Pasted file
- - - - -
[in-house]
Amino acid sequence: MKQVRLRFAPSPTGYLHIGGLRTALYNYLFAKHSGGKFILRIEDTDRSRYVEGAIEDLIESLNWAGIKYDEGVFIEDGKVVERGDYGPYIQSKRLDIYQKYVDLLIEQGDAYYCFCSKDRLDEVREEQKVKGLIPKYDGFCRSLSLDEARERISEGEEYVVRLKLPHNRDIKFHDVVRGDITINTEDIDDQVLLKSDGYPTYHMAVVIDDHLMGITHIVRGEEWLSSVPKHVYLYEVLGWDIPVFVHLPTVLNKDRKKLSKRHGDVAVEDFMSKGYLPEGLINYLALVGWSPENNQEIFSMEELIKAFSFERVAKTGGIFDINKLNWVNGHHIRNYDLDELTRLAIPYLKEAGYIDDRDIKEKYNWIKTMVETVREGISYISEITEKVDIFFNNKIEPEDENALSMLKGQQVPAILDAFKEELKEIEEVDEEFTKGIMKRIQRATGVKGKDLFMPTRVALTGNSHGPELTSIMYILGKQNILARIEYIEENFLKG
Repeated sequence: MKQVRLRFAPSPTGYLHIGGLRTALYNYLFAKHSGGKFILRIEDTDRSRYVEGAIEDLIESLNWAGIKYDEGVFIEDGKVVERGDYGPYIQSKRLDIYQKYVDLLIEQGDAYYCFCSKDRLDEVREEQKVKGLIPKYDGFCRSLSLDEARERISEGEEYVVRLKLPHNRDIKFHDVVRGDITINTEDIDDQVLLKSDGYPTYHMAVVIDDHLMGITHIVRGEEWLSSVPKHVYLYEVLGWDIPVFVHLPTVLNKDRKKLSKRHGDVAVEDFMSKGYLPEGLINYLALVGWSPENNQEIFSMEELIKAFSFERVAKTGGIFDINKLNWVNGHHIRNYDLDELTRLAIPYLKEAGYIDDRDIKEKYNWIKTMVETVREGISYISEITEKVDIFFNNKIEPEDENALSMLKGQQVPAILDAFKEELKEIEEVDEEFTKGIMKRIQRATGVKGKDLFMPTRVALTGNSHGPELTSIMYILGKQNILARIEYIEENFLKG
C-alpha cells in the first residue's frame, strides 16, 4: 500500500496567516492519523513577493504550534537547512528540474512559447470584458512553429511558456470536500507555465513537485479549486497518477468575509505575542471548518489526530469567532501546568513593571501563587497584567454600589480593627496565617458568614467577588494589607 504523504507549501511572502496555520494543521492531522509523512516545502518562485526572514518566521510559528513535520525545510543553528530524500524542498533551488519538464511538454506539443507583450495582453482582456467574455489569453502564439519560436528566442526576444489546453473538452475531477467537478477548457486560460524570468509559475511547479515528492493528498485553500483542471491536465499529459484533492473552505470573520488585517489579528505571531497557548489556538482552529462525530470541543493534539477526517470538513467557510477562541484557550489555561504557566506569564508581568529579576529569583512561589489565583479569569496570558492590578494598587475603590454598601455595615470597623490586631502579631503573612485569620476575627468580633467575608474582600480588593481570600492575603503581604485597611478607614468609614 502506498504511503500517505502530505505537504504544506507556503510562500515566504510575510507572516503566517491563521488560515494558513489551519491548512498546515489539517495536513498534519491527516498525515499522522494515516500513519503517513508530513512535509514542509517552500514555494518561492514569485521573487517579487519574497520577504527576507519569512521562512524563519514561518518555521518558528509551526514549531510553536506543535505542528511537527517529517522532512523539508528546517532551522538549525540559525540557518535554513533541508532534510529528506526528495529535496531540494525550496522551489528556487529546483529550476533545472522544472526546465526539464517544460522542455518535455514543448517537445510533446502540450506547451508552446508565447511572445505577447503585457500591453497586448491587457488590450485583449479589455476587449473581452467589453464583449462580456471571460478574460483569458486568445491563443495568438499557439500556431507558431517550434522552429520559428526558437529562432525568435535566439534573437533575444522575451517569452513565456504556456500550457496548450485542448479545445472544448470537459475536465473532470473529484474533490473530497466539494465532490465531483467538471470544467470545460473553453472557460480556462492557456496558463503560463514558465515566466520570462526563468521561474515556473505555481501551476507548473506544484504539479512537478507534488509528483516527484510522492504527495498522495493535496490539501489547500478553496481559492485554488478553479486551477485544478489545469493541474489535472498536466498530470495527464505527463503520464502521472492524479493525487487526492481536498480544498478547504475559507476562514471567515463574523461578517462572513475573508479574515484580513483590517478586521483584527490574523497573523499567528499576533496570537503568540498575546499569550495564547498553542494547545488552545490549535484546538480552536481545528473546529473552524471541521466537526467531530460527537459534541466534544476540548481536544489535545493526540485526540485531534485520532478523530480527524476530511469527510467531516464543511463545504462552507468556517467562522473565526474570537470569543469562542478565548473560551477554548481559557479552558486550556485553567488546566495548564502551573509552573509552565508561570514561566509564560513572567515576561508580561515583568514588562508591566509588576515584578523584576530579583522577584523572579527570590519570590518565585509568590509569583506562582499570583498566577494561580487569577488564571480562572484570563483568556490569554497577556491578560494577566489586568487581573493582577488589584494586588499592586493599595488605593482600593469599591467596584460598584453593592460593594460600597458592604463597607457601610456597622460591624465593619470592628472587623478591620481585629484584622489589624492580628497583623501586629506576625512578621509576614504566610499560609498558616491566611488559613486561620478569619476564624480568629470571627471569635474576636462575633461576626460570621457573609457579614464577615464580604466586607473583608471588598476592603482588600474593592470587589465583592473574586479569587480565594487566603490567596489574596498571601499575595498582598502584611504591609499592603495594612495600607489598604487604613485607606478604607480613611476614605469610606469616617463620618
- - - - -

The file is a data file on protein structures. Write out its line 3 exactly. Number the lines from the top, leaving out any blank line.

Repeated sequence: MKQVRLRFAPSPTGYLHIGGLRTALYNYLFAKHSGGKFILRIEDTDRSRYVEGAIEDLIESLNWAGIKYDEGVFIEDGKVVERGDYGPYIQSKRLDIYQKYVDLLIEQGDAYYCFCSKDRLDEVREEQKVKGLIPKYDGFCRSLSLDEARERISEGEEYVVRLKLPHNRDIKFHDVVRGDITINTEDIDDQVLLKSDGYPTYHMAVVIDDHLMGITHIVRGEEWLSSVPKHVYLYEVLGWDIPVFVHLPTVLNKDRKKLSKRHGDVAVEDFMSKGYLPEGLINYLALVGWSPENNQEIFSMEELIKAFSFERVAKTGGIFDINKLNWVNGHHIRNYDLDELTRLAIPYLKEAGYIDDRDIKEKYNWIKTMVETVREGISYISEITEKVDIFFNNKIEPEDENALSMLKGQQVPAILDAFKEELKEIEEVDEEFTKGIMKRIQRATGVKGKDLFMPTRVALTGNSHGPELTSIMYILGKQNILARIEYIEENFLKG